Deaf geographies, and other worlds.
I was reading something this morning, and I came across a phrase I’d not seen before. The writer referred to the ‘Toothpaste tube’ effect.
Puzzled, I went to look at the article.
Apparently, the toothpaste tube effect is when:
… if you « squeeze » controversial images and comments from one [Internet] service, they outflow and relocate elsewhere.
I’ve not seen this label used before, but I’ve seen the effect… in particular, in Deaf history, where Deaf people become used to being able to produce Deaf spaces in particular locations, and then find themselves squeezed out of those locations, and set up others.
I’ve even written about this in my own work, and used the word ‘squeeze’.
Anyway, that’s not really the point. The point was that it set me thinking about what happens after the squeezing, and the relocating. And what tends to happen is that there’s always a redistribution. Spaces are never quite the same.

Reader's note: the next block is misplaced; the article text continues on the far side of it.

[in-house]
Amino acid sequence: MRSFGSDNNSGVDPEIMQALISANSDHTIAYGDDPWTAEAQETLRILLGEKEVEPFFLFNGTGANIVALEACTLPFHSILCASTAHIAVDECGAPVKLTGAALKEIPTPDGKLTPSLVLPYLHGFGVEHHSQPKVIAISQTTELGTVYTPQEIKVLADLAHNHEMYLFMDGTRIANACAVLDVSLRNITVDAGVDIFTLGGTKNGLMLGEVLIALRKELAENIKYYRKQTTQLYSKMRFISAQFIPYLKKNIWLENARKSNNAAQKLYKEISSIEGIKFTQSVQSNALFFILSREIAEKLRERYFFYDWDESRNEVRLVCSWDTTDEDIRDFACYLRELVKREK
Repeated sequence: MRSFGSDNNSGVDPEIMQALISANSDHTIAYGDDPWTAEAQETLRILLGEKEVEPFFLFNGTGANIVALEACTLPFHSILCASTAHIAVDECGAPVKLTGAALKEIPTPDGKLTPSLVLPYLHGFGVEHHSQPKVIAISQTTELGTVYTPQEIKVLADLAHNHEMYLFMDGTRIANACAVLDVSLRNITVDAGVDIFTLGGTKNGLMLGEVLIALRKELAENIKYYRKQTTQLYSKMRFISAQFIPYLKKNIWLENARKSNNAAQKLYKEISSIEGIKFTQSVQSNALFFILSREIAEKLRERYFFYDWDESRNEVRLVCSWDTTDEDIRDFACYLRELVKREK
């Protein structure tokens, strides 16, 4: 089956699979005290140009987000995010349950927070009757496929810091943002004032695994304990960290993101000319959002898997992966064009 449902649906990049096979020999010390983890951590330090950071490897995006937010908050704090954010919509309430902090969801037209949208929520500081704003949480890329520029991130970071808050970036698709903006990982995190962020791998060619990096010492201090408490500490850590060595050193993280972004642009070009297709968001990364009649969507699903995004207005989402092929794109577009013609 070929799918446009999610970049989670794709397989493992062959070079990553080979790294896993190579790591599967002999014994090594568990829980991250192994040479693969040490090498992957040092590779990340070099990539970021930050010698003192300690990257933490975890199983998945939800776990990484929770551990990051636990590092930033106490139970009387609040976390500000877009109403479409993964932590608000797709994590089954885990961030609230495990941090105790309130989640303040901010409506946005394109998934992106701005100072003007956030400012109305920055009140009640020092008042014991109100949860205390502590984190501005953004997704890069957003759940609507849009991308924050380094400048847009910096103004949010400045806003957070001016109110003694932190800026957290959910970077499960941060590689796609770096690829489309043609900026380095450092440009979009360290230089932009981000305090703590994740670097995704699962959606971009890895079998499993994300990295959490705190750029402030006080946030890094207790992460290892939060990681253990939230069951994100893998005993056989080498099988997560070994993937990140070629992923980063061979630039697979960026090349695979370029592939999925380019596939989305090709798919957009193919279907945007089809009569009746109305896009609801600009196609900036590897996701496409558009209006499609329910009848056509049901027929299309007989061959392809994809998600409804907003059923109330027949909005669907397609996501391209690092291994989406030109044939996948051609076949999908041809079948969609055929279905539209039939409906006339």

Do they change because of attrition? In other words, do some elements never move, and just drop by the wayside?
Do they change because of evolution? Were they, perhaps, ready to change and they took advantage of the move to do so?
Do they change to fit? Is it the case that the new context into which they go isn’t just a void… there’s always ‘something’ there that has its own rules they have to fit with?
Or maybe all, or none, or some of these… and I’m sure there are more.
But it did make me wonder how much work has been done looking at the spatial toothpaste after it’s left the tube, and what spaces and forms it takes. It doesn’t, after all, simply sit there as a minty puddle… it gradually forms another container around itself, another structure, another set of ‘normals’, and then moves on into another life.
Which then took me to a potential project that a friend and colleague of mine is working on to look at what happens when a community (the Deaf community in this case) loses its spaces and places.
The more I think about it, the more fascinating that project is becoming to me.